References Cited in the file of this patent UNITED STATES PATENTS 898,105 Herbst Sept. 8, 1908 1,169,804 Gregory Feb. 1, 1916 1,300,640 Pasternak Apr. 15, 1919 1,445,878 Faber Feb. 20, 1923 2,025,475 Robbins Dec. 24, 1935 2,355,610 Tuggle Aug. 15, 1944 2,553,941 Raab May 22, 1951 2,666,600 Huch Jan. 19, 1954 2,681,774 Winzen June 22, 1954 FOREIGN PATENTS 17,027 Great Britain 1895 571,438 France Feb. 1, 1924 808,214 Germany July 12, 1951 854,768 Germany Nov. 6, 1952

Citations de brevets
Brevet cité Date de dépôt Date de publication Déposant Titre
US898105 *2 oct. 19078 sept. 1908William P HerbstToy balloon.
US1169804 *25 oct. 19151 févr. 1916Thomas M GregoryToy balloon.
US1300640 *22 nov. 191815 avr. 1919John PasternakToy balloon.
US1445878 *27 oct. 192120 févr. 1923Faber Herman WBalloon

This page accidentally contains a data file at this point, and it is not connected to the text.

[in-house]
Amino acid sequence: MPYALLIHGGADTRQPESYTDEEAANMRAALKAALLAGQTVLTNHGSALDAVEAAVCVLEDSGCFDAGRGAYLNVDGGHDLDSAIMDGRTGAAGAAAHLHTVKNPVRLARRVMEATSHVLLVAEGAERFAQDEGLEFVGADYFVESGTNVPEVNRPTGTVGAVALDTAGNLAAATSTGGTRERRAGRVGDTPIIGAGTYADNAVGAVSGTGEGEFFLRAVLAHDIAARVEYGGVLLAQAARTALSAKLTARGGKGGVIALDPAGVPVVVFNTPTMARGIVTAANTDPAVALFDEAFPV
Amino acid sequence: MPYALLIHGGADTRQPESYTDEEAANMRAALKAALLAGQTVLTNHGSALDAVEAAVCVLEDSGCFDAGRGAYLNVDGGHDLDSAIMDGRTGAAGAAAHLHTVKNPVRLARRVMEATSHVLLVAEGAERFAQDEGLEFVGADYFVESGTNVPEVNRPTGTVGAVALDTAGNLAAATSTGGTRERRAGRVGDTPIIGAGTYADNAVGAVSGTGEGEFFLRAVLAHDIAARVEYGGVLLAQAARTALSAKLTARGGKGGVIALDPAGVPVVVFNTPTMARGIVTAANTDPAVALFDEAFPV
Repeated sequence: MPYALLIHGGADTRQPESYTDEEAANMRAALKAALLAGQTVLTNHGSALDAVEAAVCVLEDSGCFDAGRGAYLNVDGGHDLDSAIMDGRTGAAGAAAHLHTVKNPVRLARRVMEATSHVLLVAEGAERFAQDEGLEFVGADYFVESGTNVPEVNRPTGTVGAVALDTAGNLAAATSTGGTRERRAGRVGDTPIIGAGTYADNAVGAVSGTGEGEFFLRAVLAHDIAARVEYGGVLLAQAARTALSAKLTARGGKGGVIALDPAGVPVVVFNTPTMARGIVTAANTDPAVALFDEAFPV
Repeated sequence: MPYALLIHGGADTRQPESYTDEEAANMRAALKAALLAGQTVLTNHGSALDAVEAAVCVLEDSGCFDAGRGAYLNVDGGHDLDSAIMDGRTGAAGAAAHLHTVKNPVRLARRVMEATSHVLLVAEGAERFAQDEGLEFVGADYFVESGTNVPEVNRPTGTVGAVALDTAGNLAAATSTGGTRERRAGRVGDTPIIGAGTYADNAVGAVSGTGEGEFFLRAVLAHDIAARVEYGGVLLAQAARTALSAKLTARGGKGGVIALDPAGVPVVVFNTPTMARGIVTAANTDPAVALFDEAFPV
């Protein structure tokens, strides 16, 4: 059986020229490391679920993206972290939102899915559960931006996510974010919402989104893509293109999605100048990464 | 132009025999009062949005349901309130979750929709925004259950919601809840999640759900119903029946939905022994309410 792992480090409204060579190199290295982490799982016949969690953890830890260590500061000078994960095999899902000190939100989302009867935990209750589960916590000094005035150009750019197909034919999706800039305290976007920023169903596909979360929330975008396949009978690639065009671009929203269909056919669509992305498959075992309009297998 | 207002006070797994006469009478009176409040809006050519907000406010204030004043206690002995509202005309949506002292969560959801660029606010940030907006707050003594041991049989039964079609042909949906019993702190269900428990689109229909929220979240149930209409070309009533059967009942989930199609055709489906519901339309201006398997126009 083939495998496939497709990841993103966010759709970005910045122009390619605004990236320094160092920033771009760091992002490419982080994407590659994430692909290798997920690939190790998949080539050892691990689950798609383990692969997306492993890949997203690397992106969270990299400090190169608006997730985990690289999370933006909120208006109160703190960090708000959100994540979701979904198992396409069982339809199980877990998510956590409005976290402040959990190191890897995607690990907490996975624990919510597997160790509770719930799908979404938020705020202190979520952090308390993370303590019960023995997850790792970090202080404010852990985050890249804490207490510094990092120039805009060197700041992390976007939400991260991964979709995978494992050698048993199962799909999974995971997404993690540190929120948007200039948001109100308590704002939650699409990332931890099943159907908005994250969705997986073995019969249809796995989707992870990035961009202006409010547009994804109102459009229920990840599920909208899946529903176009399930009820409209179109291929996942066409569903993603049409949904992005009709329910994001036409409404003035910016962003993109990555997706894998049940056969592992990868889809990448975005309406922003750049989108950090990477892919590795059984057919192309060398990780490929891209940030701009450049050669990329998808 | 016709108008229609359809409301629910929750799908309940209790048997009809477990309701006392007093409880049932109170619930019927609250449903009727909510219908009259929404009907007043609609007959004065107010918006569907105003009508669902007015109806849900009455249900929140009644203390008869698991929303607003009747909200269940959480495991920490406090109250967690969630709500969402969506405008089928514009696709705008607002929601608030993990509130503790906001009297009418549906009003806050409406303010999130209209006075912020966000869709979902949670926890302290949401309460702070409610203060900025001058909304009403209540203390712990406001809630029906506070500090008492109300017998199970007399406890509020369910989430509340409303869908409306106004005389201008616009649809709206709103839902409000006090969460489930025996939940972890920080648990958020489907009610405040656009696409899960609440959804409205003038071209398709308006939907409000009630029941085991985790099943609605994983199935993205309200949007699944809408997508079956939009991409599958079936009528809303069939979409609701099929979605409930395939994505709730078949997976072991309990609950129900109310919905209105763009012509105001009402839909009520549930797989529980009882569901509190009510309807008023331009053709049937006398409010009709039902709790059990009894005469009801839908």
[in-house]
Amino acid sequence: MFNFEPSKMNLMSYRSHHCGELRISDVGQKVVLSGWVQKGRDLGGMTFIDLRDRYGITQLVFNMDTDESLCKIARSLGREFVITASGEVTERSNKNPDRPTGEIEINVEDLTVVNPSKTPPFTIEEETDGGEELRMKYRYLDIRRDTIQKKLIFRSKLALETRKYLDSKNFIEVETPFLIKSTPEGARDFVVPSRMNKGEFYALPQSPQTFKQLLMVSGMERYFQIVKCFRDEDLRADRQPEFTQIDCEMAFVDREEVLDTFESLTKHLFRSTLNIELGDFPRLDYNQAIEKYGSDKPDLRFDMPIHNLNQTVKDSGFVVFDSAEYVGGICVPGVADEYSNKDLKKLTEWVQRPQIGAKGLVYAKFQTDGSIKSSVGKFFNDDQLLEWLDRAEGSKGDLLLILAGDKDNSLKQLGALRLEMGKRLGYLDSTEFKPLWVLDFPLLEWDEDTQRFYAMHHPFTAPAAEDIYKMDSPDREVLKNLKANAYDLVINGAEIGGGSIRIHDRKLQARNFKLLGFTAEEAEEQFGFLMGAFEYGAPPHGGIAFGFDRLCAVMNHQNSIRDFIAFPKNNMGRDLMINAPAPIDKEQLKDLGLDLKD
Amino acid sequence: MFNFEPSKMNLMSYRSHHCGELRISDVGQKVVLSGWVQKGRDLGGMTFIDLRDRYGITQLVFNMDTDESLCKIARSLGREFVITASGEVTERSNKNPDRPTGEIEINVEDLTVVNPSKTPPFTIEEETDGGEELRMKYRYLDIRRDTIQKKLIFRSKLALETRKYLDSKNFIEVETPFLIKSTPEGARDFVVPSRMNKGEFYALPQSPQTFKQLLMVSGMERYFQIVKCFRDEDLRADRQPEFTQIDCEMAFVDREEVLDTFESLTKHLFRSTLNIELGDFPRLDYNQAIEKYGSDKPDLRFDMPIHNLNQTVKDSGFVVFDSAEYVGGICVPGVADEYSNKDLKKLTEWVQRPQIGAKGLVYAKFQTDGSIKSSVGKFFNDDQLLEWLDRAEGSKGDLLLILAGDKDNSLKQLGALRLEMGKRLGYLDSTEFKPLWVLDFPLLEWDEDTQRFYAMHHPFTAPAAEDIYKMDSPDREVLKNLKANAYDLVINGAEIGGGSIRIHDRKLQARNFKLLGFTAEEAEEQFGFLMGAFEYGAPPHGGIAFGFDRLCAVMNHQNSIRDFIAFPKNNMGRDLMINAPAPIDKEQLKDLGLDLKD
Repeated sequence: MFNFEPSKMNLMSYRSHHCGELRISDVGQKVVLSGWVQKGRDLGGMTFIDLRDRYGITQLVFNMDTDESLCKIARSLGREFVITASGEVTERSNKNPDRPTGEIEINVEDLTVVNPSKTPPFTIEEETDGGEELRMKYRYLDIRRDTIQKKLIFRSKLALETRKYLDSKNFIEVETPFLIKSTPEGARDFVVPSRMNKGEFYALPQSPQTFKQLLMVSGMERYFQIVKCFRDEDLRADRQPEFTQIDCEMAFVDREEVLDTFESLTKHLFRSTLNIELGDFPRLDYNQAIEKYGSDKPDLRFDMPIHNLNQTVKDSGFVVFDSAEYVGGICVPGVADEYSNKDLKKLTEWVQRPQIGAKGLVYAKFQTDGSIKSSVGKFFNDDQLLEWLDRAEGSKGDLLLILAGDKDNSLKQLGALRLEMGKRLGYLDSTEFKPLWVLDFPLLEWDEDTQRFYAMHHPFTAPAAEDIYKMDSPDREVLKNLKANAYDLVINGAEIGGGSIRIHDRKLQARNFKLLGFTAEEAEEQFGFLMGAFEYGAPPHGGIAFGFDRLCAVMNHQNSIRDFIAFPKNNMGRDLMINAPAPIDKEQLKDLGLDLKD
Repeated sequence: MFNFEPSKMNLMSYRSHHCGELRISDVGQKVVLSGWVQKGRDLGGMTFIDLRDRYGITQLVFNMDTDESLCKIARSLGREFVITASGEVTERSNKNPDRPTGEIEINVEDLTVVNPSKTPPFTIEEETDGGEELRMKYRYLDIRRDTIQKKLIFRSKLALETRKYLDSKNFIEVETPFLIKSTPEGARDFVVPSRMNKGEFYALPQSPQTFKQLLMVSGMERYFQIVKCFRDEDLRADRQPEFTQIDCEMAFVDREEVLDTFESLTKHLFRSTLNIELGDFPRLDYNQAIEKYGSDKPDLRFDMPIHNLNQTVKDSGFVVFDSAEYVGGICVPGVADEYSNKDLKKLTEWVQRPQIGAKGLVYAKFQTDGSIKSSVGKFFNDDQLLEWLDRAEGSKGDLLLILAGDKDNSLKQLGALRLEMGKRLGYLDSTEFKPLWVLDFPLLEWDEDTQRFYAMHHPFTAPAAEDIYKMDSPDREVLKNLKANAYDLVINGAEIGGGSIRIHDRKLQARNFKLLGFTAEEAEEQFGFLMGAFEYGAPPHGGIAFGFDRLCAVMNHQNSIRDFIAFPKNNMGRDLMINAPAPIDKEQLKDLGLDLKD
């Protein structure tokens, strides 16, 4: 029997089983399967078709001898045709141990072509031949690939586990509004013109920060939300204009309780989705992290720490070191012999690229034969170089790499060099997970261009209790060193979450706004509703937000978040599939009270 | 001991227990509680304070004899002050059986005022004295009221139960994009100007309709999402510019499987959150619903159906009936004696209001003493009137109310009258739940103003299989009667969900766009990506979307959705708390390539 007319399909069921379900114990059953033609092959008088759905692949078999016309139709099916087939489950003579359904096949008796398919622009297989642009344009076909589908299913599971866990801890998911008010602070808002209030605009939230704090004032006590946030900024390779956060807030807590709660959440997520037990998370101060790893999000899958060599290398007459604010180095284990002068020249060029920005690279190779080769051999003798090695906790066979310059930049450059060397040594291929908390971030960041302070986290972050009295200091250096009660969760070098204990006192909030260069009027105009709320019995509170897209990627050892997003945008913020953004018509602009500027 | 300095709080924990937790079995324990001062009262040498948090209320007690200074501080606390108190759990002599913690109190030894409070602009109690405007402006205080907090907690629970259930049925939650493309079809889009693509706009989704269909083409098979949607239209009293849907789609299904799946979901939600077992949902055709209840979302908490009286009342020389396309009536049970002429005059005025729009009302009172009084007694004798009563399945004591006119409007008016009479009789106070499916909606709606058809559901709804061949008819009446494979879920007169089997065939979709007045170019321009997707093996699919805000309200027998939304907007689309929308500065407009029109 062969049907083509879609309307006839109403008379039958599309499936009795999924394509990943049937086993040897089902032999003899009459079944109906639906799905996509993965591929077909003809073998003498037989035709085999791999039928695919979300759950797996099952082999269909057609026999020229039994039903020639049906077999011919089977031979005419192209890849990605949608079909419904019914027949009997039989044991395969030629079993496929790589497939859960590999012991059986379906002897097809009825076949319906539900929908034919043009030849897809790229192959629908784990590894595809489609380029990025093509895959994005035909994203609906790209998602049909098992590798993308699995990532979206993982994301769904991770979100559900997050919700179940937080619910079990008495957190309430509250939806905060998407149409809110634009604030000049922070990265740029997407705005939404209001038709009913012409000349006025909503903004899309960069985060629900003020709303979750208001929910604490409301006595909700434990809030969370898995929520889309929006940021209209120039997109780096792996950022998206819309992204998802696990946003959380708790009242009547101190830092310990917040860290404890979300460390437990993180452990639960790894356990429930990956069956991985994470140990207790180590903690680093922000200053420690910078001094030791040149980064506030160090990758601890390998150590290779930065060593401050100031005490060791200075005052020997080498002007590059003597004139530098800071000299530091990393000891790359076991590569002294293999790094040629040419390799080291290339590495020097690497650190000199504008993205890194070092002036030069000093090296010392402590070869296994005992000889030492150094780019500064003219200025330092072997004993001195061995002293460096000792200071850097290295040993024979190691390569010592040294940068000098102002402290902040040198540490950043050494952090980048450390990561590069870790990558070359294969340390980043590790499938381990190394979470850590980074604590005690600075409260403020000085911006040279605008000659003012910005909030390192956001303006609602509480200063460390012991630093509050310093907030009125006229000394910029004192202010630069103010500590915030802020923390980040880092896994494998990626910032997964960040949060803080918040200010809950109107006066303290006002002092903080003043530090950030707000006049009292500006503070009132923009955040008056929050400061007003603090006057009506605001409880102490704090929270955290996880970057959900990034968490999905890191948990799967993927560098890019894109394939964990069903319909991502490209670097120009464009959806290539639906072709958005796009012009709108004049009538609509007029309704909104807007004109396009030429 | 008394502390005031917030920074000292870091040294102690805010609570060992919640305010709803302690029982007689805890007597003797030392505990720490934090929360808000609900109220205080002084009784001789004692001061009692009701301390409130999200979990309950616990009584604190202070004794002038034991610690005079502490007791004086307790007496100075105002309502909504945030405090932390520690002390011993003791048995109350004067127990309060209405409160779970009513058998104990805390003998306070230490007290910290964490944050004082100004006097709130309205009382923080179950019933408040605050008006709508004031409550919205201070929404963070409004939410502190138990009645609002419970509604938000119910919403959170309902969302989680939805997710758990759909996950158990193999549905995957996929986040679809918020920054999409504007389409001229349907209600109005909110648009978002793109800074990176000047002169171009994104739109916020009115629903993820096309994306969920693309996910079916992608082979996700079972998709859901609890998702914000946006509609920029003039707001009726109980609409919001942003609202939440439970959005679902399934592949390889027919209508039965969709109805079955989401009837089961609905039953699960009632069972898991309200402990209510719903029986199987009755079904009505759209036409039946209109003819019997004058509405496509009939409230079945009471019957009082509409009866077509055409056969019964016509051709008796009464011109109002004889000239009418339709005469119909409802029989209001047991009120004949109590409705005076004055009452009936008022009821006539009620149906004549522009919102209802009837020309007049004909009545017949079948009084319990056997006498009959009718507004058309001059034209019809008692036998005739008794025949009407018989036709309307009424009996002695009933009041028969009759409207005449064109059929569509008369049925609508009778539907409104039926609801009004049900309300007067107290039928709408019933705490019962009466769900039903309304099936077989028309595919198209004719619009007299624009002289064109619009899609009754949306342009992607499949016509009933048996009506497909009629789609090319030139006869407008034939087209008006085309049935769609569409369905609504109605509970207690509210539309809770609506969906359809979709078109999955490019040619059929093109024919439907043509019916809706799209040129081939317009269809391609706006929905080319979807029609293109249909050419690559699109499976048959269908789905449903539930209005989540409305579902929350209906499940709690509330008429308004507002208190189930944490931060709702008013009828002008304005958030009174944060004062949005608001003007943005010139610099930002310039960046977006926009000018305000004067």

US2025475 *31 août 193424 déc. 1935Robbins Beulah MCombined toy balloon and souvenir
US2355610 *14 août 194215 août 1944Tuggle Edgar CTubular balloon
US2553941 *31 juil. 194722 mai 1951Raab Sanford ZToy balloon with noise-maker attachment
US2666600 *25 juin 195119 janv. 1954Gen Mills IncBalloon and method of making
US2681774 *20 juin 195122 juin 1954Otto C WinzenFast rising balloon
DE808214C *19 avr. 195012 juil. 1951Ernst RuedigerAufblaeh- und Haltevorrichtung fuer Spielzeugballone
DE854768C *14 nov. 19506 nov. 1952Heinrich KempchenLuftballon, Gummiball, Gummispielzeug und Anhaenger
FR571438A * Titre non disponible
GB189517027A * Titre non disponible
Référencé par
Brevet citant Date de dépôt Date de publication Déposant Titre